Ethnomusicology Ireland 4
It is refreshing and encouraging that so far, each edition of Ethnomusicology Ireland has presented quite a different-cross section of the research currently taking place within our field. This sphere of interest might be loosely defined as an interdisciplinary approach to music and culture, drawing primarily upon the work of scholars who are located in Ireland and those whose work is ‘about’ Irish music elsewhere in the world. The journal thus aspires to be both a crossroads and a forum, where the locality of Ireland provides a shared context rather than a limitation. Naturally it also aims to reflect the diverse research interests of members of the Irish national committee of ICTM, the organisation that Ethnomusicology Ireland primarily serves. Potential contributors to the journal are welcome from any direction that contributes towards debate within this broad field or which provide valuable perspectives upon it.
This, our fourth edition, includes such interesting cross-cutting themes that it might be assumed that our selection was thematic, though this was never an intention. Together they demonstrate one of the core values of ethnographic approaches to music, the close analysis of very local practices, which nevertheless resonate with much broader social issues. Three of these papers discuss everyday musical practices in Irish cities, though in each case the focus of the case study is quite different.
In Dublin, Rebecca Uberoi considers the changing significance of the Nigerian ‘talking drum’ tradition amongst the diasporic West African. Here she finds that there is not only a shift of musical meaning between two geographical locations, but also between two generations of migrants to Ireland. The talking drum itself has become a complex symbol of identity, referring in a broad sense to ‘African-ness’, on one hand, whilst bearing ambiguous relations to the Christian context in which it is largely employed in Ireland. This knot of contrasting traditions and identity issues is further complicated by the fact that younger members of the community never learned the language of the drum, nor how to play it ‘meaningfully’. Studies such as Uberoi’s are rare and mark an important new direction in Irish musical research, not only for their grasp of the processes of musical transmission that are central to our field, but because they provide an insight to the subtleties of engagement between and within migrant communities in contemporary Ireland.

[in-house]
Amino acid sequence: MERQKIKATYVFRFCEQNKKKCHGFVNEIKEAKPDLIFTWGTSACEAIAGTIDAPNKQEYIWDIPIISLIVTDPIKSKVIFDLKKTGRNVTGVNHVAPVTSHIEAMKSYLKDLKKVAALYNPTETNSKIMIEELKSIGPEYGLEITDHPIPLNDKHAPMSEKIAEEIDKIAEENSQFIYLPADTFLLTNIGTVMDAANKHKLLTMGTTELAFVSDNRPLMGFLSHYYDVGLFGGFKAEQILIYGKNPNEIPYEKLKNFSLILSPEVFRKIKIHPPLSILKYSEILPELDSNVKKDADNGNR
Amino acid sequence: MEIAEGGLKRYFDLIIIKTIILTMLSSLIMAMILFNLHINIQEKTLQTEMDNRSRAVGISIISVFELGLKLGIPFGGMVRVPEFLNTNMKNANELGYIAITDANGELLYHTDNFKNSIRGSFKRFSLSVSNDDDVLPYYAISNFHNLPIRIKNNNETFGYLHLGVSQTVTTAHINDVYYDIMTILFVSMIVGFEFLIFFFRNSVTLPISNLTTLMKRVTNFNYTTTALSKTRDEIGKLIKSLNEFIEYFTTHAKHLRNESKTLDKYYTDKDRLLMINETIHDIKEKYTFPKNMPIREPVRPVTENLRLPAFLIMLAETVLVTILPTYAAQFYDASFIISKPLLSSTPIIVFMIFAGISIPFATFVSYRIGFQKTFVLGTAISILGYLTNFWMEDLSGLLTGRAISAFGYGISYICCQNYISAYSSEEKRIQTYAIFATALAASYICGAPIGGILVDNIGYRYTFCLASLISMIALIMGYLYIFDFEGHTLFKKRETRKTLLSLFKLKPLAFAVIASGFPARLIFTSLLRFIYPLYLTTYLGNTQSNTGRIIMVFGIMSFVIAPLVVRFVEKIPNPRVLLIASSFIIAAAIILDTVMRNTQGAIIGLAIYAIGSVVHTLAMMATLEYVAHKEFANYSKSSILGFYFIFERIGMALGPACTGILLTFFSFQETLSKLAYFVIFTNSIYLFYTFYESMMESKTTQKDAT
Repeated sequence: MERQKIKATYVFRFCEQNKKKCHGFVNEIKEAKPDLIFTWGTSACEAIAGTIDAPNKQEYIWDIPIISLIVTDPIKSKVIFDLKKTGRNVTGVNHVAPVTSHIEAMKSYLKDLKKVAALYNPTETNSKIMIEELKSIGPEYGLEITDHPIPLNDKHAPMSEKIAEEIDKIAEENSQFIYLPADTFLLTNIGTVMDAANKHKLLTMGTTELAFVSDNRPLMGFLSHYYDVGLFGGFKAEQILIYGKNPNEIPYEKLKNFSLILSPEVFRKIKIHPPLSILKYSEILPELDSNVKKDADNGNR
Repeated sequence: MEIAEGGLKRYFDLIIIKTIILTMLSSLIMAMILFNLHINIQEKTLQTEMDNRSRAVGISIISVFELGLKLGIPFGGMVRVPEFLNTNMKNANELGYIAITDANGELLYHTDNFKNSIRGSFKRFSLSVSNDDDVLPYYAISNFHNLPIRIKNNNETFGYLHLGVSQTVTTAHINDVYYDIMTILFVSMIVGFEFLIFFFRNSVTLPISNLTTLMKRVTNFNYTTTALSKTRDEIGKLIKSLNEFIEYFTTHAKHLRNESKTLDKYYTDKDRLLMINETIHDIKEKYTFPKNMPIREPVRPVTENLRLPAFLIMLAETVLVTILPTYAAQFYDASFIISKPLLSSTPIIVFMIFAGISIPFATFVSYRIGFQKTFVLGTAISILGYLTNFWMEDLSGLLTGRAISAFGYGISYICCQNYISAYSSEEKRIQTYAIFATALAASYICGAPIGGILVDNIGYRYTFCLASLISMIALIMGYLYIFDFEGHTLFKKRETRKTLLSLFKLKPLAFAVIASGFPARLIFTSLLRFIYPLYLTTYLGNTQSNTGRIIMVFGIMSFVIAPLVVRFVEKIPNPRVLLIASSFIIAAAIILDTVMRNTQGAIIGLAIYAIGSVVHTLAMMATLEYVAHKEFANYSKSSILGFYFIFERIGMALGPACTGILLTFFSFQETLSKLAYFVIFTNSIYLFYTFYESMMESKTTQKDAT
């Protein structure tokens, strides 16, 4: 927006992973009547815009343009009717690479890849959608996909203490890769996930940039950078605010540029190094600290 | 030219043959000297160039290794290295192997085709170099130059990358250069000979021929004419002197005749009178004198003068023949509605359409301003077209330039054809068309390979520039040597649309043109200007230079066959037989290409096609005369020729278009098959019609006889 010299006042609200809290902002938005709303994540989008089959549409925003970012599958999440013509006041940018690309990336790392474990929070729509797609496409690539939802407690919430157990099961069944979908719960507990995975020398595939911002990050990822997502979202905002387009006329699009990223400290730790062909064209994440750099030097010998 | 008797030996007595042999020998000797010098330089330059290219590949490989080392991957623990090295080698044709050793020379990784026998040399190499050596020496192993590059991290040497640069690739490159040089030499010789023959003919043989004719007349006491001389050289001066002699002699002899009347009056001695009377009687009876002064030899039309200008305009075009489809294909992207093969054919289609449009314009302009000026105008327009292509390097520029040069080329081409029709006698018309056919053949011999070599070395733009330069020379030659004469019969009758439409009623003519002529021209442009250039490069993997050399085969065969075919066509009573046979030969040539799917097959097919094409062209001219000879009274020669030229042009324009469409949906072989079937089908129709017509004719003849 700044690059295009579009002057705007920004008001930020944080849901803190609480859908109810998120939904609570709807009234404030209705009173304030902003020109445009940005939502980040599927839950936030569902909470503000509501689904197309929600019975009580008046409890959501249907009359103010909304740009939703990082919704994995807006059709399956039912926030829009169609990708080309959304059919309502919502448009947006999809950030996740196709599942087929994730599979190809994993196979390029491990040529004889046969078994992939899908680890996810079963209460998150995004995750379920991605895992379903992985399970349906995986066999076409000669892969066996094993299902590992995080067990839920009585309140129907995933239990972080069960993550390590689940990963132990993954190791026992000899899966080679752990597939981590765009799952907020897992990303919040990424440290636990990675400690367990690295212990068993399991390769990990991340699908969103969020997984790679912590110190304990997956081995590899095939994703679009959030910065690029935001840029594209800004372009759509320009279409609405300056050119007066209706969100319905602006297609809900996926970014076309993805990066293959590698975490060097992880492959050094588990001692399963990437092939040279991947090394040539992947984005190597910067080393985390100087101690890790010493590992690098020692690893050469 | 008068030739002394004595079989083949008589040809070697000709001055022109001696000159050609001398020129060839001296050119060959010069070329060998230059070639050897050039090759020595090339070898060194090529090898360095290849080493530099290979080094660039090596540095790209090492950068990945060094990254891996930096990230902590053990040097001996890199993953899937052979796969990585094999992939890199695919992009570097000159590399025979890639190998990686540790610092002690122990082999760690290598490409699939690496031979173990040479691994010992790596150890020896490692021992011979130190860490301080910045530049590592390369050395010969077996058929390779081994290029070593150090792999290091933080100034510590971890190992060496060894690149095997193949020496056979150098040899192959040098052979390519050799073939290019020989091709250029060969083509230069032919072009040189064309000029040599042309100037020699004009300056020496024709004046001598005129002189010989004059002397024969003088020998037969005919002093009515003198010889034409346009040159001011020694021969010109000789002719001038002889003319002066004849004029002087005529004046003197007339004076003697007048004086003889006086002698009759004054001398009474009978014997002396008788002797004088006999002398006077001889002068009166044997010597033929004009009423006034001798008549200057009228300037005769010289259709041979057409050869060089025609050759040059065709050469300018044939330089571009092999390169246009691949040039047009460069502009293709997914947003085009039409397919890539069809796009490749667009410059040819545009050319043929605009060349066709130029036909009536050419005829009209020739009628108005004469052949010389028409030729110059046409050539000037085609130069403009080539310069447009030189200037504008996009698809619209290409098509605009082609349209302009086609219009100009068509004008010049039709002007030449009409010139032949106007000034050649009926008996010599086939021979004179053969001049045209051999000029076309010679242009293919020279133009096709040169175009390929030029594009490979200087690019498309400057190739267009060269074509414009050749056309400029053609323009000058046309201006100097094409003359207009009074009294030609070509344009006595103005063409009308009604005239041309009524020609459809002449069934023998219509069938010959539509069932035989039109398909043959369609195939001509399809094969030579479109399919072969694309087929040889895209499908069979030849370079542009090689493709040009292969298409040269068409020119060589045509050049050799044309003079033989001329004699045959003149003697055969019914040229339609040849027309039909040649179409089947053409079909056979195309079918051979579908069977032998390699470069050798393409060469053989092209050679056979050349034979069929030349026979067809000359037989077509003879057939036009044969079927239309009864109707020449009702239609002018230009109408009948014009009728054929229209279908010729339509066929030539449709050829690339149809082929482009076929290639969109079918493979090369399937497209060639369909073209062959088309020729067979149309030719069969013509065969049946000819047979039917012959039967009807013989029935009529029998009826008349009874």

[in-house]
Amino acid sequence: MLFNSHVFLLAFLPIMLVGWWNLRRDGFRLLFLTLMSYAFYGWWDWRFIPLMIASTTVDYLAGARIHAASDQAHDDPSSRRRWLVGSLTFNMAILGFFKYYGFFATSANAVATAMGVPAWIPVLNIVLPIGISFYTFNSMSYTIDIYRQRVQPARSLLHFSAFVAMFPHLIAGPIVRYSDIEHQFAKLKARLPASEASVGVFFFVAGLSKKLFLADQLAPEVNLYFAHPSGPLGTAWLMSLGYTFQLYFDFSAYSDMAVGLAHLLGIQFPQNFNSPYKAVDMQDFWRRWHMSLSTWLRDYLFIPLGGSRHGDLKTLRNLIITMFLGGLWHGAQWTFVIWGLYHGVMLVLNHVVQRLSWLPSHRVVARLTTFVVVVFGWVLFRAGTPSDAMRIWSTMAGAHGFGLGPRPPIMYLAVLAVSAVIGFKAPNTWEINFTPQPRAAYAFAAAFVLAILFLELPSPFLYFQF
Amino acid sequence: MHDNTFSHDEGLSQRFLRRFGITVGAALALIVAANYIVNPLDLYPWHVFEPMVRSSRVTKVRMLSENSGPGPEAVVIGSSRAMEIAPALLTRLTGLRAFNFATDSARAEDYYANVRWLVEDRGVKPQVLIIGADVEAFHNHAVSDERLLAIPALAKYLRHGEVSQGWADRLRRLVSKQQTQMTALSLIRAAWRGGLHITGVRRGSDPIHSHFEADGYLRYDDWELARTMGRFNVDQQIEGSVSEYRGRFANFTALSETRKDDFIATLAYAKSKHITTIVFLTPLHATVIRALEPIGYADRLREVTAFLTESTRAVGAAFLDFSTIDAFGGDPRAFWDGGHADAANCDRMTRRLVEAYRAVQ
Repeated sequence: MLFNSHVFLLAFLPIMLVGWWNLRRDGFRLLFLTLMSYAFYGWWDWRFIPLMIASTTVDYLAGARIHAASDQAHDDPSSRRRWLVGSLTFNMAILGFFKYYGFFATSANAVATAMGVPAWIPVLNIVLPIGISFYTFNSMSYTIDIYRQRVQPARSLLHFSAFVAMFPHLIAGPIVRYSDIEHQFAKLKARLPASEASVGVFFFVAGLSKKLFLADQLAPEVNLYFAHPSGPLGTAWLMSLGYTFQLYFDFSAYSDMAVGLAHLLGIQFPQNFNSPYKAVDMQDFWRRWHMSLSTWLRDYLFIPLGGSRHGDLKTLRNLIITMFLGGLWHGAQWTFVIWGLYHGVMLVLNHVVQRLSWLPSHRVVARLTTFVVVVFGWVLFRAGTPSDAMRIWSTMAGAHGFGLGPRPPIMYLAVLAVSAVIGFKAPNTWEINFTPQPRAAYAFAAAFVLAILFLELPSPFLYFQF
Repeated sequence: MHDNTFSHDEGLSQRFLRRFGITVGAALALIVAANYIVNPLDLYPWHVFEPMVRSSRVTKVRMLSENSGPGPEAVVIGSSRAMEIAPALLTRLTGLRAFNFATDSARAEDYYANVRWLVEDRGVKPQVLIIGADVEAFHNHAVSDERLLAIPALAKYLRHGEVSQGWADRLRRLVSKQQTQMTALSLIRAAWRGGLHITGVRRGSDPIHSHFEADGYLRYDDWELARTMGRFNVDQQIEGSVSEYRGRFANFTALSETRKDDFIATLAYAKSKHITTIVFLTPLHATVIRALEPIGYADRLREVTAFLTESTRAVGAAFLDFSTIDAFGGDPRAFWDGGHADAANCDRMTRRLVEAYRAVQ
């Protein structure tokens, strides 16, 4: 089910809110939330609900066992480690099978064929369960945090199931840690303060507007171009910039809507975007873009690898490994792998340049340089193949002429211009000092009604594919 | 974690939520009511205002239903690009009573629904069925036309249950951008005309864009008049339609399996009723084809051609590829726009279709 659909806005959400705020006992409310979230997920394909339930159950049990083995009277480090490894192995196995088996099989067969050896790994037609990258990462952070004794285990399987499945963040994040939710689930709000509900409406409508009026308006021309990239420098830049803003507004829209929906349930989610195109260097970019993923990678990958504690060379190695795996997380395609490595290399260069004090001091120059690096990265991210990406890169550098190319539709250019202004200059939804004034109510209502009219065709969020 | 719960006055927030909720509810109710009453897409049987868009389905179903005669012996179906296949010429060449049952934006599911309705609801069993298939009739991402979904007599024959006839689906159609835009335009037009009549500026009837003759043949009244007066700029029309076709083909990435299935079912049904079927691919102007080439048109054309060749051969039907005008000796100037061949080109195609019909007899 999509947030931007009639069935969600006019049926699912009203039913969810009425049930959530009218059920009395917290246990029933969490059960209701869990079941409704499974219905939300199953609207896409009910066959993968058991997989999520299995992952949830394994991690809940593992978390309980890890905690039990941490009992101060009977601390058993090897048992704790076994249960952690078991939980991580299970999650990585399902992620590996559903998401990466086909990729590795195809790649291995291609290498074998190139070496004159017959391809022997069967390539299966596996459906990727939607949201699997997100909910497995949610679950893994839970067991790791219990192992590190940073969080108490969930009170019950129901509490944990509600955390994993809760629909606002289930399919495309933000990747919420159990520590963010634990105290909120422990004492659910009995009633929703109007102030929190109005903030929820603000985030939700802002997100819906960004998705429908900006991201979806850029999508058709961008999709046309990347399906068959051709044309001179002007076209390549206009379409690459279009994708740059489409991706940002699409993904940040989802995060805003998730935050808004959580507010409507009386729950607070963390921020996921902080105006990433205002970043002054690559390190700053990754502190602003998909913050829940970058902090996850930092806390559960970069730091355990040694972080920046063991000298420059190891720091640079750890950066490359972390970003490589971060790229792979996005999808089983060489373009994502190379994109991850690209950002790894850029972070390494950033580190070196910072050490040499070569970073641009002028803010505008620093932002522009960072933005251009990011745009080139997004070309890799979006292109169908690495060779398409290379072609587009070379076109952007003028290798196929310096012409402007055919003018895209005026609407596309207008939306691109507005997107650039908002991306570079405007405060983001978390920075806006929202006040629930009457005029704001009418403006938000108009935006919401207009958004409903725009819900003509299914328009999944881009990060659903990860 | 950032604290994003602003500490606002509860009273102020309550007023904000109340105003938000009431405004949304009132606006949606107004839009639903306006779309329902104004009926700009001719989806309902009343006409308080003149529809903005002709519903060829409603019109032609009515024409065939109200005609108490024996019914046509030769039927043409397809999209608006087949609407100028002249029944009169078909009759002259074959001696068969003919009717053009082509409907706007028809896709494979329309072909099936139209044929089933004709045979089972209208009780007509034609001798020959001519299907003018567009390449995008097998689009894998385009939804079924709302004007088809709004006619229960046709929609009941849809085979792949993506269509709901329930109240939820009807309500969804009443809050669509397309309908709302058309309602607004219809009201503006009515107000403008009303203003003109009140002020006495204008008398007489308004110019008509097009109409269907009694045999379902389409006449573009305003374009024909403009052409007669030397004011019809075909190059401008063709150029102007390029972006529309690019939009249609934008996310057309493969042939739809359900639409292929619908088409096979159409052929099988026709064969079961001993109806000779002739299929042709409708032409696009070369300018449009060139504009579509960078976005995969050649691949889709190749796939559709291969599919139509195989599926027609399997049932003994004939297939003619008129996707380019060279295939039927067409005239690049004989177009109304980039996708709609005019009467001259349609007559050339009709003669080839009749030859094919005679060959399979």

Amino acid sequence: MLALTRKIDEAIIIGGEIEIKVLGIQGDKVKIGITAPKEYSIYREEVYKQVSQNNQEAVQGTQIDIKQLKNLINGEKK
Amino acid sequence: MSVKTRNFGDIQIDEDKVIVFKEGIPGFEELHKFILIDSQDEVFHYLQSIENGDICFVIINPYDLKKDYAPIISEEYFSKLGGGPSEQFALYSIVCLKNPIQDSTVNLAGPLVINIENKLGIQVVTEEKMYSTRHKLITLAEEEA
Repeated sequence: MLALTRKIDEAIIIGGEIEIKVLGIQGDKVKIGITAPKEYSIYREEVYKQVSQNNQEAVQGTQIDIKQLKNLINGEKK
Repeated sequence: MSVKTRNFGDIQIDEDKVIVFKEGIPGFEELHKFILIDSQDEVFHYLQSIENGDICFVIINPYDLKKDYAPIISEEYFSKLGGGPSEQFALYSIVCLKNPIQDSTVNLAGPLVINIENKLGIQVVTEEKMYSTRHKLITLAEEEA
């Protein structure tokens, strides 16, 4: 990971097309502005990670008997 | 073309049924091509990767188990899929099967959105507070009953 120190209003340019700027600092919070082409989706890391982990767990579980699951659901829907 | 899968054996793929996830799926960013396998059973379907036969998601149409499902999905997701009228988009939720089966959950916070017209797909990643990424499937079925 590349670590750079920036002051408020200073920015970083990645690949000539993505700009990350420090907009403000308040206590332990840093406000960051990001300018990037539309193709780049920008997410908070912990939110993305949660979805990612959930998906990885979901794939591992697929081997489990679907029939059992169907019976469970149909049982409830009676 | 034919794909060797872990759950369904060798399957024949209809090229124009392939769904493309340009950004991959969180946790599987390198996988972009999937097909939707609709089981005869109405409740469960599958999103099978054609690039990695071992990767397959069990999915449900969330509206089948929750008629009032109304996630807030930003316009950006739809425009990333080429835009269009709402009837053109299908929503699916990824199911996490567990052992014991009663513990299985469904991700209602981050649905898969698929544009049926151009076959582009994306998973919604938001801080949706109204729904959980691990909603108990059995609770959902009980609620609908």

Sarah-Jane Gibson presents another area of musical activity in the city of Belfast that is also overdue for attention. Her study of male dockyard choirs shows the musical construction of working class identity that centres on a discourse of ‘respectability’ rather than the sectarian practices that we are much more familiar with. As with Uberoi, religion contributes a moral underpinning to collective musical activity. However, in this case the institution has persisted for a century, adapting to radical social and political upheavals, and lasting from high to post-industrialism. Gibson’s research explores the nexus of work, music, masculinity and morality, and work like this will undoubtedly contribute towards a more nuanced analysis of Northern Irish musical culture than the common focus upon sectarian polarisation. This again is timely work, as overlooked areas of cultural common ground slowly gain currency in Northern Ireland.